Editorial – Inaction costs us more

Last week South Dundas council received an report on the state of the municipality’s bridges and culverts. The report on South Dundas’ 33 bridges and culverts points to $7.5 million in capital needs in the next 10 years. That report says that the municipality has a history of under-investment in infrastructure spending and in the past 20 years the municipality has spent only one-quarter of what should have been spent on this critical infrastructure. This is just the latest in a series of issues that have surfaced in the past three years.

Since late 2018, multiple band-aids placed by previous councils have fallen off. Water towers, landfills, compost sites, roads, sewers, municipal drains, storm sewers, and buildings have all had issues. Past councils have fixed some issues: many of those were the aforementioned band-aids. Hoping for a magic pot of infrastructure money from upper levels of government is not the best way to pay for infrastructure.Yet this has been the mantra of previous councils.

Time has run out on many of these issues during the past three years. The band-aids will not stick anymore. After taking office in December 2018, this council had had to deal with landfills, closing one and buying contaminated lands for another. That’s $2 million spent, and the decision on the future of the Matilda landfill is still pending. Two water towers have been refurbished at a cost of $2.2 million. While those costs are paid for by the water users, this is still significant spending by the current council. The failure of the Taylor Road Bridge is the latest of the big-ticket projects council has to deal with, and it relates to that bridge report. That is another $1.5 million project we have to pay for because past councils were more worried about keeping below two per cent tax increases.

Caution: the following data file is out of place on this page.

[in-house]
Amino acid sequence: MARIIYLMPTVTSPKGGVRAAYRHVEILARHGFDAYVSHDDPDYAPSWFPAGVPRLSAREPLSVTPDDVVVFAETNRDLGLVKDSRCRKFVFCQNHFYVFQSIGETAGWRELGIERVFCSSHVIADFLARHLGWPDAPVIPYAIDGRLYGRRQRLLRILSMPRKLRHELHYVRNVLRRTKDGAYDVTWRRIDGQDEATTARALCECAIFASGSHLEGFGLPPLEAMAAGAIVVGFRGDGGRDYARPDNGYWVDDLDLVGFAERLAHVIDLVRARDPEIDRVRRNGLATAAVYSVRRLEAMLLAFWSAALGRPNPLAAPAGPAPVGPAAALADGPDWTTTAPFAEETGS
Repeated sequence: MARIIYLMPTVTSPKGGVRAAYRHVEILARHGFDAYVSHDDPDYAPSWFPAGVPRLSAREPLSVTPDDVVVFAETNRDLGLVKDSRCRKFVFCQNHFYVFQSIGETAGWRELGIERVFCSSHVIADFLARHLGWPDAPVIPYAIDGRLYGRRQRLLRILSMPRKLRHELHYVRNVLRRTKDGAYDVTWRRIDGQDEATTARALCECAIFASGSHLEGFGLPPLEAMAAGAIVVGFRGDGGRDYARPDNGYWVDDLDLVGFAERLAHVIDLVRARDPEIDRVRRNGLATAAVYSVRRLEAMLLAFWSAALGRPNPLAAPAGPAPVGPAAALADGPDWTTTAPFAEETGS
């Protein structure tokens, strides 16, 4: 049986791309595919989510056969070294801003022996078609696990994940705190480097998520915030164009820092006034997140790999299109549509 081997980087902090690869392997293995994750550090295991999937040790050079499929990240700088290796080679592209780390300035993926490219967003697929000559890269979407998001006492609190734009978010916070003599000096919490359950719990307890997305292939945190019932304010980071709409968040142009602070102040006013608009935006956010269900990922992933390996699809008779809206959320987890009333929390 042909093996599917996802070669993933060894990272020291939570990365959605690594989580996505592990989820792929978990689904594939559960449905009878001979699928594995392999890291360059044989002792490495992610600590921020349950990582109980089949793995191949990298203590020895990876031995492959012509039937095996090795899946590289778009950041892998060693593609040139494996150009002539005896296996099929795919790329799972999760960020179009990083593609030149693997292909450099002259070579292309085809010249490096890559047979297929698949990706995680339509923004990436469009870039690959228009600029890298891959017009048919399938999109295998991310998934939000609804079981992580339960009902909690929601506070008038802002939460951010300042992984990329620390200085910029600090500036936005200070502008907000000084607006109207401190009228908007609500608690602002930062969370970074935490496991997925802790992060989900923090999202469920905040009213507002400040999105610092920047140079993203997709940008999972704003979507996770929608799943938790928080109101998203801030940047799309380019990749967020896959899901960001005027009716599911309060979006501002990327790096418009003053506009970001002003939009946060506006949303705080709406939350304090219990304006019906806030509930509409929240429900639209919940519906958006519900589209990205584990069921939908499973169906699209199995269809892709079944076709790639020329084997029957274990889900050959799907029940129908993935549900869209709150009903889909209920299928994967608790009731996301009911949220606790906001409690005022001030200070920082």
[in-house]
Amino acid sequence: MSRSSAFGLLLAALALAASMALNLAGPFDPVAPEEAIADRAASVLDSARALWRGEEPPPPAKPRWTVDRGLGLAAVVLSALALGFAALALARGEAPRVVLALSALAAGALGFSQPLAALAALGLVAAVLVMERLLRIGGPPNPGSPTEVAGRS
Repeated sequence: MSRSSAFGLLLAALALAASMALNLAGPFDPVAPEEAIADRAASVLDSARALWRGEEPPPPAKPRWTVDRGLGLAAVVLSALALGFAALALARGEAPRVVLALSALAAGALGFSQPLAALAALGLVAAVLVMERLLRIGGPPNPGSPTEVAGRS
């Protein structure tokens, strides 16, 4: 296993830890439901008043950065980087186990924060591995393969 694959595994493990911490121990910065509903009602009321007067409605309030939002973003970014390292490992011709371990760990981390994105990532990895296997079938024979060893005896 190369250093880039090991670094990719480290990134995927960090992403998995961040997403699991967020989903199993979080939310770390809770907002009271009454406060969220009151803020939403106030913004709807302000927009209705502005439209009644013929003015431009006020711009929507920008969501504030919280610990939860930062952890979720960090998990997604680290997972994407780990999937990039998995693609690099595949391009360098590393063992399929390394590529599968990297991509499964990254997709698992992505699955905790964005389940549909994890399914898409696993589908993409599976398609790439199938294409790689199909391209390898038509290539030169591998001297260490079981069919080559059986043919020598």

Delaying decisions costs money. The past inaction by previous councils has us all on the hook now for more money to make hard choices about the infrastructure we want in South Dundas. It may mean that agriculturalists will have to drive a five kilometre route to get to fields they own on the other side of a river, or that a levy will be added for specific users of a facility. But there is a greater cost to kicking the can down the road.

Past inaction means we could miss out on building some great new “nice to have” projects like a multi-sports facility, or improvements to our waterfront parks because we must pay to fix the basics first. Just like home owners who put off repairing the roof to paint the living room, in the end you end up with a costly mess.

Sweeping issues under the carpet in the hopes of others bailing us out has gotten South Dundas into this mess. The only way to get out of it is to spend more, make difficult choices, and do more with less. Tough times call for tough actions and we now get to reap what past inaction has sown.

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